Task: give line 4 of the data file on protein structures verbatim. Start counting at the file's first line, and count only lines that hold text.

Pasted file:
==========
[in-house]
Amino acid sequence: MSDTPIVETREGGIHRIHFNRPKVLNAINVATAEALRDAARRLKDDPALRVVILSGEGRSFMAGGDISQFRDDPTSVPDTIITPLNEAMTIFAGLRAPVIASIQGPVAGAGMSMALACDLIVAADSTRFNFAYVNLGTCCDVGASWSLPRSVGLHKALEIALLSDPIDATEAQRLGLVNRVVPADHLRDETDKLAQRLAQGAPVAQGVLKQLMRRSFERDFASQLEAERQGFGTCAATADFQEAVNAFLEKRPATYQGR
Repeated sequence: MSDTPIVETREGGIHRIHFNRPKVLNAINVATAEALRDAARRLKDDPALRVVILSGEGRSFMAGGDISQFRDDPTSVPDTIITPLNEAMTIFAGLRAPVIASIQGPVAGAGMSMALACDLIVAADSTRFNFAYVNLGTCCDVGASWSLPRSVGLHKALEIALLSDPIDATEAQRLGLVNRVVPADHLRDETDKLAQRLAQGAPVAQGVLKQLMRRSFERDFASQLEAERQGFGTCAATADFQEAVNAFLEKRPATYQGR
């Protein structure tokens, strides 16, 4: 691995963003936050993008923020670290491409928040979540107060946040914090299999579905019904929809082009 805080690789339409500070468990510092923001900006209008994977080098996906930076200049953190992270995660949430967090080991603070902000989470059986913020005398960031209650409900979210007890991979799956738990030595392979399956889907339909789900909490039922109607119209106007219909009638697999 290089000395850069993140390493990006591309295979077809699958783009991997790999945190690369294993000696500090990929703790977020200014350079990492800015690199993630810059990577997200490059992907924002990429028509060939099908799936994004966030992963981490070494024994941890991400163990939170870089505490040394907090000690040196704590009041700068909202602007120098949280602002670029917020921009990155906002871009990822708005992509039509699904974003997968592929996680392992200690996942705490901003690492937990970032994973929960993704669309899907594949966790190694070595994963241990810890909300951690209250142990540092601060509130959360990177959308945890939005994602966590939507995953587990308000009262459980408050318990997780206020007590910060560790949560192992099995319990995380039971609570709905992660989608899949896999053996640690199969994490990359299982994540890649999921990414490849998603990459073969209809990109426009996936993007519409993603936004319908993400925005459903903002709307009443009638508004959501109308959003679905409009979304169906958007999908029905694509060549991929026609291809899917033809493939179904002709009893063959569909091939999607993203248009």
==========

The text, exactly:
């Protein structure tokens, strides 16, 4: 691995963003936050993008923020670290491409928040979540107060946040914090299999579905019904929809082009 805080690789339409500070468990510092923001900006209008994977080098996906930076200049953190992270995660949430967090080991603070902000989470059986913020005398960031209650409900979210007890991979799956738990030595392979399956889907339909789900909490039922109607119209106007219909009638697999 290089000395850069993140390493990006591309295979077809699958783009991997790999945190690369294993000696500090990929703790977020200014350079990492800015690199993630810059990577997200490059992907924002990429028509060939099908799936994004966030992963981490070494024994941890991400163990939170870089505490040394907090000690040196704590009041700068909202602007120098949280602002670029917020921009990155906002871009990822708005992509039509699904974003997968592929996680392992200690996942705490901003690492937990970032994973929960993704669309899907594949966790190694070595994963241990810890909300951690209250142990540092601060509130959360990177959308945890939005994602966590939507995953587990308000009262459980408050318990997780206020007590910060560790949560192992099995319990995380039971609570709905992660989608899949896999053996640690199969994490990359299982994540890649999921990414490849998603990459073969209809990109426009996936993007519409993603936004319908993400925005459903903002709307009443009638508004959501109308959003679905409009979304169906958007999908029905694509060549991929026609291809899917033809493939179904002709009893063959569909091939999607993203248009």